Our role protecting research participants

Last updated on 20 Jul 2021

Relevant and appropriate research always aims to answer a new question and contribute to the current body of medical and scientific knowledge. For this reason, there is a certain amount of risk for research participants. Independent ethical review is vital to ensure that participant safety is at the centre of the research.

In the UK, review by an ethics committee is one of a series of safeguards intended to protect the people taking part in the research. These are set out in a series of documents and guidance:

Declaration of Helsinki (World Medical Association, as amended 2013) Sets out ethical principles for medical research involving human subjects, including research on identifiable human material and data. The Declaration of Helsinki is regarded as the most important document in the history of research ethics. It is cited in most major guidelines on research involving humans and in the regulations of over a dozen countries.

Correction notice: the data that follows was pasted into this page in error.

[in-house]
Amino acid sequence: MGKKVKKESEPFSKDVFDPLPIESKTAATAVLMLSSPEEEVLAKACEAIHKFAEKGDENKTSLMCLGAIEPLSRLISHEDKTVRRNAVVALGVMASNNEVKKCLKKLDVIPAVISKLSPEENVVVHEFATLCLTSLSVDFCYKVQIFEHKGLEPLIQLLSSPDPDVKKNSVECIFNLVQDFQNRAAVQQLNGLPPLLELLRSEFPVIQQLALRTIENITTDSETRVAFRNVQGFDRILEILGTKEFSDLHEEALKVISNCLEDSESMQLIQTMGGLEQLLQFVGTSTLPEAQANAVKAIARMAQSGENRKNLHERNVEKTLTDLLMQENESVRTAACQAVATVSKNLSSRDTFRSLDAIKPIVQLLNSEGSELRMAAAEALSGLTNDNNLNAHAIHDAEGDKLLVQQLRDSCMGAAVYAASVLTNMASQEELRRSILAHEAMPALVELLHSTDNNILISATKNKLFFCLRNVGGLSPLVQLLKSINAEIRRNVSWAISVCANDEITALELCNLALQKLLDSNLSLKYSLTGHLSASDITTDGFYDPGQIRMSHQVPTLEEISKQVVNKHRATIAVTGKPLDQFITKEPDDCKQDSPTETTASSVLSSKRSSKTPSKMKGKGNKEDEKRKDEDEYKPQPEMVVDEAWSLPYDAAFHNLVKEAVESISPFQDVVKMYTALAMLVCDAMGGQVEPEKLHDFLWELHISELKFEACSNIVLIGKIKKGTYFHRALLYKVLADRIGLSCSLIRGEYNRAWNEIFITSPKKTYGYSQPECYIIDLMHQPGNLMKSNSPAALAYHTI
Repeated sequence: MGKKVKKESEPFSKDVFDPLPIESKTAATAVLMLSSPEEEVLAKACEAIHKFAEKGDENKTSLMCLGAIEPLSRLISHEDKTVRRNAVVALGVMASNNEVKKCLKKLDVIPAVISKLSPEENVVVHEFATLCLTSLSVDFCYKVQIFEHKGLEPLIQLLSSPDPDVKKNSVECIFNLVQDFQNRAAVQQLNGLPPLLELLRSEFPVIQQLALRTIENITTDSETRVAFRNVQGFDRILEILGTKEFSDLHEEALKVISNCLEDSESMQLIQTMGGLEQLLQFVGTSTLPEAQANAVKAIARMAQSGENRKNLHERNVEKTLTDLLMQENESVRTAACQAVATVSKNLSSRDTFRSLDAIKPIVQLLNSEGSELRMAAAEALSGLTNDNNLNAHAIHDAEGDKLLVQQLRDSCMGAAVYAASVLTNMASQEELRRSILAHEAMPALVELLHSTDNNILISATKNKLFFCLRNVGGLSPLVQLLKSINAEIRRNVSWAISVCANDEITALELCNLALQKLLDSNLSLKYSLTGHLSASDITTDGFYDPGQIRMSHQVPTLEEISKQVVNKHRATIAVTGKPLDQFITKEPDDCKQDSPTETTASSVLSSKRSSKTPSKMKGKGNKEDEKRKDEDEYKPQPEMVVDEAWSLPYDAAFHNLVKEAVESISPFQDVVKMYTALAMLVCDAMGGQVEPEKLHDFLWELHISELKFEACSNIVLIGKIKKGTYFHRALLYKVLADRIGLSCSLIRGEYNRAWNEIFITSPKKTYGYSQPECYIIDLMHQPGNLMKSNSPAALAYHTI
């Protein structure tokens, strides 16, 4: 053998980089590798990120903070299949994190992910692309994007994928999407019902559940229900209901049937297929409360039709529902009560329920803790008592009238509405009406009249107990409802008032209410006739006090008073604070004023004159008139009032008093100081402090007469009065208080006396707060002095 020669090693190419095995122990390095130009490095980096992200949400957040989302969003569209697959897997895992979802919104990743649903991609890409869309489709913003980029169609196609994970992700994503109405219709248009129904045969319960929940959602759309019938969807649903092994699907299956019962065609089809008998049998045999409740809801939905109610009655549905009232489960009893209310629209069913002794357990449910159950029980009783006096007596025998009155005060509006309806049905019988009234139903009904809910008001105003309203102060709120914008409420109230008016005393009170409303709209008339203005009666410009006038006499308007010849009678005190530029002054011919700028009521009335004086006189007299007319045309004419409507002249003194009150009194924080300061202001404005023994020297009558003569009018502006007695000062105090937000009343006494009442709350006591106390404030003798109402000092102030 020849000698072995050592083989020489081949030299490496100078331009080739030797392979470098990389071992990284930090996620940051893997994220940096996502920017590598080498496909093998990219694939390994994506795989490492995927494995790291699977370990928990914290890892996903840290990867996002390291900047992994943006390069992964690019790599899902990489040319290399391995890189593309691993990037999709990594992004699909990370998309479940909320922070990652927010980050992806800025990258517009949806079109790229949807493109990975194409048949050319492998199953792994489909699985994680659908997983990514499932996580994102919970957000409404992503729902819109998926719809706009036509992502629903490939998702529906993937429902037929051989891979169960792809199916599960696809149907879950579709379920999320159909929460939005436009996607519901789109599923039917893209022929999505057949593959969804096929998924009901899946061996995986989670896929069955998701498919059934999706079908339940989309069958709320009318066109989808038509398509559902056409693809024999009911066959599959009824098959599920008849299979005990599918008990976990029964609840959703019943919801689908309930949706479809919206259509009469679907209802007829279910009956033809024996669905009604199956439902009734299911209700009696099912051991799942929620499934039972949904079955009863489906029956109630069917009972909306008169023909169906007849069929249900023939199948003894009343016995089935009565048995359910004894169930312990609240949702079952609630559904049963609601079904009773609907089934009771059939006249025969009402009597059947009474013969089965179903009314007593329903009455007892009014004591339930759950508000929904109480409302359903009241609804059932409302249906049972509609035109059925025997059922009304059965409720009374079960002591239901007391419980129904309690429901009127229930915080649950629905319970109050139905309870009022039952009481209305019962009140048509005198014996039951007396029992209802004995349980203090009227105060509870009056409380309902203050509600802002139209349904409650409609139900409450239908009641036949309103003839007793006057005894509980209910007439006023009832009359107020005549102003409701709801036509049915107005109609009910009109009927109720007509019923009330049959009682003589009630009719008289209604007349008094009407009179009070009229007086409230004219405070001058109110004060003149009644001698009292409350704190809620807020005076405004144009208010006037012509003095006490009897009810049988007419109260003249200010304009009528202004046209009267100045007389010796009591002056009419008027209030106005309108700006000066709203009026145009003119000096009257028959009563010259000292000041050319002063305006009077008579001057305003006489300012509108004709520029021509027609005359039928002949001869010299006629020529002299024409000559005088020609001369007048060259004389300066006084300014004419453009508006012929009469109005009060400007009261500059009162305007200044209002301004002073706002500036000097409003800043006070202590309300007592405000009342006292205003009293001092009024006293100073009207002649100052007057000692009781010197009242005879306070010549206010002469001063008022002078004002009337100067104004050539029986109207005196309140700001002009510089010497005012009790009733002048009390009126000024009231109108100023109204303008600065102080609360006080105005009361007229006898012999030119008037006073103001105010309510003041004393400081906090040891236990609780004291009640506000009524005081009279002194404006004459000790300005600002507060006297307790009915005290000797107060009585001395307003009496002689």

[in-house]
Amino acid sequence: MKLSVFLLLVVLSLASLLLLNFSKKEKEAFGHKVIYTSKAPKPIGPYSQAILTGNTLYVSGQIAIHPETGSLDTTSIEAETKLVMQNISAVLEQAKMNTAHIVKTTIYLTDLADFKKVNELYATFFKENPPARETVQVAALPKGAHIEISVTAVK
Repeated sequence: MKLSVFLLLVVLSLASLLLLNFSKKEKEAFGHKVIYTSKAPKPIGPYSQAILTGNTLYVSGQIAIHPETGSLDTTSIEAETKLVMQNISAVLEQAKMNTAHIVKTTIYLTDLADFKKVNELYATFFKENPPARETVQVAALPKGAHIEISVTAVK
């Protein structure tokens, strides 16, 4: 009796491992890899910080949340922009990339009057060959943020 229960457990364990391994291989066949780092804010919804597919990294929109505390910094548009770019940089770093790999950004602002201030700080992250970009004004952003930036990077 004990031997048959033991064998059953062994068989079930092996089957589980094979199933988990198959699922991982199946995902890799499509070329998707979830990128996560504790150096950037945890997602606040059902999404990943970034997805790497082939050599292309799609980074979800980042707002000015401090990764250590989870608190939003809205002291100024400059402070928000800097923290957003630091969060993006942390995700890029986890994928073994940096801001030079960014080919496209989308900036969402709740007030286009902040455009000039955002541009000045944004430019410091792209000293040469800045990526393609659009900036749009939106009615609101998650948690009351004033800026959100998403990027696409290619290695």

UK Policy Framework for Health and Social Care Research (HRA and the UK Health Departments, published October 2017) This policy framework sets out principles of good practice in the management and conduct of health and social care research in the UK. These principles protect and promote the interests of patients, service users and the public in health and social care research, by describing ethical conduct and proportionate, assurance-based management of health and social care research, so as to support and facilitate high-quality research in the UK that has the confidence of patients, service users and the public.

It is for organisations and individuals that have responsibilities for health and social care research. This includes funders, sponsors, researchers and their employers, research sites and care providers..

Governance Arrangements for NHS Research Ethics Committees: a harmonised edition (GAfREC) (Department of Health, published May 2011) provides a standards framework for the ethical review of all NHS and social care research proposals which is efficient, effective and timely, and which will command public confidence. It sets out general standards and principles for an accountable system of Research Ethics Committees (RECs) working together to shared high standards of review and operating process throughout the NHS. An updated version was published on 20 July 2021.

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